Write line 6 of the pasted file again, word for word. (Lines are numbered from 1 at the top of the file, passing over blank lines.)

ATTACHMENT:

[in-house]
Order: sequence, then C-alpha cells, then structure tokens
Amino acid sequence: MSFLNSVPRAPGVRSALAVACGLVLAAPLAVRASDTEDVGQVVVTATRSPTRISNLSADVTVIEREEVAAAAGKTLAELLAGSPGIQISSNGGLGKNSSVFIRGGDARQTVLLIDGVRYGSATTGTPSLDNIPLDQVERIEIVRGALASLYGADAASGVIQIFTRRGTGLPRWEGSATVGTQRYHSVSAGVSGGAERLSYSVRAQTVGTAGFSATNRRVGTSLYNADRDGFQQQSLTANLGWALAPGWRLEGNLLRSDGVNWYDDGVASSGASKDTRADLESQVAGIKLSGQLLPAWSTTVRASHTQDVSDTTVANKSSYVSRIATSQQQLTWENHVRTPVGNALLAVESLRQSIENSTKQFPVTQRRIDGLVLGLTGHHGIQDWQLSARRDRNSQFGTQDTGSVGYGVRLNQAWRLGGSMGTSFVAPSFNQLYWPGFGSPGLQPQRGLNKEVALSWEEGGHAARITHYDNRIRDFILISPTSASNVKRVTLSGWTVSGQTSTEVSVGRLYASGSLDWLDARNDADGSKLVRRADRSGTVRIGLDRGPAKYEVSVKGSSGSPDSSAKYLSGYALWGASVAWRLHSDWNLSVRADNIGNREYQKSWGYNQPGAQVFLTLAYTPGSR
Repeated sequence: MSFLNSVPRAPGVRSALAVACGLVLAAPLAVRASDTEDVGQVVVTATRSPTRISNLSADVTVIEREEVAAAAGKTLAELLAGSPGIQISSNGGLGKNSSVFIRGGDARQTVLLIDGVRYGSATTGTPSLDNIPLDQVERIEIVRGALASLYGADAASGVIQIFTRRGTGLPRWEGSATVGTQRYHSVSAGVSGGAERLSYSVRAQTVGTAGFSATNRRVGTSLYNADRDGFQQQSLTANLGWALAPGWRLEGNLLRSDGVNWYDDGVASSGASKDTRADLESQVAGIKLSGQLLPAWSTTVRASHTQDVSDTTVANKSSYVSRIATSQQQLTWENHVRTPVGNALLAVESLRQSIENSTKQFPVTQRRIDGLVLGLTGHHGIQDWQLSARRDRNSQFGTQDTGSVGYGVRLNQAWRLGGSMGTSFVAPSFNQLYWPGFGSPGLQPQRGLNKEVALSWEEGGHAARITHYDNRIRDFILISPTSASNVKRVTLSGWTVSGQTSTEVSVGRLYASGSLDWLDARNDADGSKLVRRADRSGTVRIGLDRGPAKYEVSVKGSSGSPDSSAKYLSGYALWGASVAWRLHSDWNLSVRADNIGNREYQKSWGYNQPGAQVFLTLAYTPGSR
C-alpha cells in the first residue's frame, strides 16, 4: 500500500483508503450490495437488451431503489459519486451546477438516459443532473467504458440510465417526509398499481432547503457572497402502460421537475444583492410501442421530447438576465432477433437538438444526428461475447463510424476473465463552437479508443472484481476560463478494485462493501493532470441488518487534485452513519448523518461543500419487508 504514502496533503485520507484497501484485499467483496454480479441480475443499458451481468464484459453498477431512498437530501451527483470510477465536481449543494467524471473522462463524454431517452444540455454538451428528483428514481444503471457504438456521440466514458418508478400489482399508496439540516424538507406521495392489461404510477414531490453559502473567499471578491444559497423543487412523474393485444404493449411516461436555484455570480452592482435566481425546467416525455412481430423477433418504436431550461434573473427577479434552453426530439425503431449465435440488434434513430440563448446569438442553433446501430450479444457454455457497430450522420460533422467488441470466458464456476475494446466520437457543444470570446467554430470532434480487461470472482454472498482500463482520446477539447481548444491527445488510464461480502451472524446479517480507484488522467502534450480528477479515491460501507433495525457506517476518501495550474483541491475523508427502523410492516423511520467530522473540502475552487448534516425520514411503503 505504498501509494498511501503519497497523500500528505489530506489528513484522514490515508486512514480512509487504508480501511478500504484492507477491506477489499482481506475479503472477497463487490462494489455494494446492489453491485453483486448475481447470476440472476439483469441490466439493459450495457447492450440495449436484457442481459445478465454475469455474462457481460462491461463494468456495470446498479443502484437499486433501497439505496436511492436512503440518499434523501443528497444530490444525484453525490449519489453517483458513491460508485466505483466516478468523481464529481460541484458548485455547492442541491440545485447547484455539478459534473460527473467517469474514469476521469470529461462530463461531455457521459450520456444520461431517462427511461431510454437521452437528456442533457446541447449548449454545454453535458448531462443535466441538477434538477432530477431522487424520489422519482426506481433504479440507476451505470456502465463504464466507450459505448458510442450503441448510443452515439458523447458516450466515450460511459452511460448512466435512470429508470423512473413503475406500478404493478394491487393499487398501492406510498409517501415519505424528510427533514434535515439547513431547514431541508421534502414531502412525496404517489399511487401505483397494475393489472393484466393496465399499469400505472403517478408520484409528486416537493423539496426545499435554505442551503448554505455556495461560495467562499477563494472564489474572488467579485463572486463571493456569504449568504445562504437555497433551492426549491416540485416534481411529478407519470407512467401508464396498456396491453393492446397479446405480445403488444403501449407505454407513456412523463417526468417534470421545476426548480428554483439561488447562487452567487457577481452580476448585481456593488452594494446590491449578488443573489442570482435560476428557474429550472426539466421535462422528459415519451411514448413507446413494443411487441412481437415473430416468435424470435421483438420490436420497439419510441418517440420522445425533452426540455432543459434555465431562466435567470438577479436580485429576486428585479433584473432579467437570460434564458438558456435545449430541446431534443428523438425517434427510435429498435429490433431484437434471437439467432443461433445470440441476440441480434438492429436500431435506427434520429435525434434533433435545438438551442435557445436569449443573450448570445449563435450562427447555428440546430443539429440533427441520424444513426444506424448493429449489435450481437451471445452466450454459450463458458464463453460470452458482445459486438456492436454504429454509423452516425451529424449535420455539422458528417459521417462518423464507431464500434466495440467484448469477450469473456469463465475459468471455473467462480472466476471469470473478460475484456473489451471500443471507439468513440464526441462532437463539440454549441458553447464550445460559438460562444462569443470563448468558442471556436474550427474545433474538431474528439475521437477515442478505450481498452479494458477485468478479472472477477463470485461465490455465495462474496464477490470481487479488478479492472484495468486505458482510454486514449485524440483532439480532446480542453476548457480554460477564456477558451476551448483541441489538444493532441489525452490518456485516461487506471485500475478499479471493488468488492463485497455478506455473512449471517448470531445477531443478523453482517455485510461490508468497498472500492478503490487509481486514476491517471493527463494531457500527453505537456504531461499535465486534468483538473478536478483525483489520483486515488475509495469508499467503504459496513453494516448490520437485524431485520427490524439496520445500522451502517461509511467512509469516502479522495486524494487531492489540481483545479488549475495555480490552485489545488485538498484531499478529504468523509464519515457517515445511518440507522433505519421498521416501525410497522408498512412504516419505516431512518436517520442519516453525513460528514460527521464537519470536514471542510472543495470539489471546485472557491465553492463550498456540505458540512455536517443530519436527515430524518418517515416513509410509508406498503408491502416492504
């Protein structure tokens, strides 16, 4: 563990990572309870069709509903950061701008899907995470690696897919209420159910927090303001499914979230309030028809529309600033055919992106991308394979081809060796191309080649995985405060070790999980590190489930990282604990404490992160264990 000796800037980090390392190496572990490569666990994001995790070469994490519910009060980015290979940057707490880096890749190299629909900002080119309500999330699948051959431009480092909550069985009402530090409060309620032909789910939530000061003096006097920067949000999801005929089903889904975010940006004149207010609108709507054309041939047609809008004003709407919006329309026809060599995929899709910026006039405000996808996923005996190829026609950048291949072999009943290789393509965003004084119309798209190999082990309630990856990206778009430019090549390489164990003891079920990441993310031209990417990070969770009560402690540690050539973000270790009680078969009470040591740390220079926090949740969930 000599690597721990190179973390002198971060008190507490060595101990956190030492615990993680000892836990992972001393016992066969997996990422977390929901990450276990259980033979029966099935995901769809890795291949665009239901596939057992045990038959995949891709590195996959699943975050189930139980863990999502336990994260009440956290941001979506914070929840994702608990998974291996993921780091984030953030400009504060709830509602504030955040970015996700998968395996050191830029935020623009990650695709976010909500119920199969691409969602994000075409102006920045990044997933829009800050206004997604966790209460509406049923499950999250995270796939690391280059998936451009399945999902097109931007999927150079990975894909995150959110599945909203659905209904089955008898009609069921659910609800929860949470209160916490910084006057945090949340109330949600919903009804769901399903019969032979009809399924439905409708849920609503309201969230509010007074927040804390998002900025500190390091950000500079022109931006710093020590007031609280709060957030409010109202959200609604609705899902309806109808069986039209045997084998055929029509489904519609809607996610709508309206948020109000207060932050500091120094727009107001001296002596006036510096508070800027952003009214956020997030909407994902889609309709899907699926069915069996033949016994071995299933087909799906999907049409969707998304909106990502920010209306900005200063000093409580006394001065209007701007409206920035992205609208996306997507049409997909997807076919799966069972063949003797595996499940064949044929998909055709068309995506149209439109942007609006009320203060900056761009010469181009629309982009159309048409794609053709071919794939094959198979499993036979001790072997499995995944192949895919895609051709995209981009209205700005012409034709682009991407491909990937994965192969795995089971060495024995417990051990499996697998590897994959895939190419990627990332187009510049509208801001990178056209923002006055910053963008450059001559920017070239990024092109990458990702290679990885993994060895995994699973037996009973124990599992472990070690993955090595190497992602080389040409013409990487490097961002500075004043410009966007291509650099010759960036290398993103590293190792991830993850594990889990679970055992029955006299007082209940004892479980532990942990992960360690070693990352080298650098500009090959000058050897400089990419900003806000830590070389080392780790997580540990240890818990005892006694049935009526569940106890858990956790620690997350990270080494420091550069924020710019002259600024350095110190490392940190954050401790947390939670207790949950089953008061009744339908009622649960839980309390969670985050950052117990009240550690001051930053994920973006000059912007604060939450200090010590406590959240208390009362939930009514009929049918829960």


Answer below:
């Protein structure tokens, strides 16, 4: 563990990572309870069709509903950061701008899907995470690696897919209420159910927090303001499914979230309030028809529309600033055919992106991308394979081809060796191309080649995985405060070790999980590190489930990282604990404490992160264990 000796800037980090390392190496572990490569666990994001995790070469994490519910009060980015290979940057707490880096890749190299629909900002080119309500999330699948051959431009480092909550069985009402530090409060309620032909789910939530000061003096006097920067949000999801005929089903889904975010940006004149207010609108709507054309041939047609809008004003709407919006329309026809060599995929899709910026006039405000996808996923005996190829026609950048291949072999009943290789393509965003004084119309798209190999082990309630990856990206778009430019090549390489164990003891079920990441993310031209990417990070969770009560402690540690050539973000270790009680078969009470040591740390220079926090949740969930 000599690597721990190179973390002198971060008190507490060595101990956190030492615990993680000892836990992972001393016992066969997996990422977390929901990450276990259980033979029966099935995901769809890795291949665009239901596939057992045990038959995949891709590195996959699943975050189930139980863990999502336990994260009440956290941001979506914070929840994702608990998974291996993921780091984030953030400009504060709830509602504030955040970015996700998968395996050191830029935020623009990650695709976010909500119920199969691409969602994000075409102006920045990044997933829009800050206004997604966790209460509406049923499950999250995270796939690391280059998936451009399945999902097109931007999927150079990975894909995150959110599945909203659905209904089955008898009609069921659910609800929860949470209160916490910084006057945090949340109330949600919903009804769901399903019969032979009809399924439905409708849920609503309201969230509010007074927040804390998002900025500190390091950000500079022109931006710093020590007031609280709060957030409010109202959200609604609705899902309806109808069986039209045997084998055929029509489904519609809607996610709508309206948020109000207060932050500091120094727009107001001296002596006036510096508070800027952003009214956020997030909407994902889609309709899907699926069915069996033949016994071995299933087909799906999907049409969707998304909106990502920010209306900005200063000093409580006394001065209007701007409206920035992205609208996306997507049409997909997807076919799966069972063949003797595996499940064949044929998909055709068309995506149209439109942007609006009320203060900056761009010469181009629309982009159309048409794609053709071919794939094959198979499993036979001790072997499995995944192949895919895609051709995209981009209205700005012409034709682009991407491909990937994965192969795995089971060495024995417990051990499996697998590897994959895939190419990627990332187009510049509208801001990178056209923002006055910053963008450059001559920017070239990024092109990458990702290679990885993994060895995994699973037996009973124990599992472990070690993955090595190497992602080389040409013409990487490097961002500075004043410009966007291509650099010759960036290398993103590293190792991830993850594990889990679970055992029955006299007082209940004892479980532990942990992960360690070693990352080298650098500009090959000058050897400089990419900003806000830590070389080392780790997580540990240890818990005892006694049935009526569940106890858990956790620690997350990270080494420091550069924020710019002259600024350095110190490392940190954050401790947390939670207790949950089953008061009744339908009622649960839980309390969670985050950052117990009240550690001051930053994920973006000059912007604060939450200090010590406590959240208390009362939930009514009929049918829960």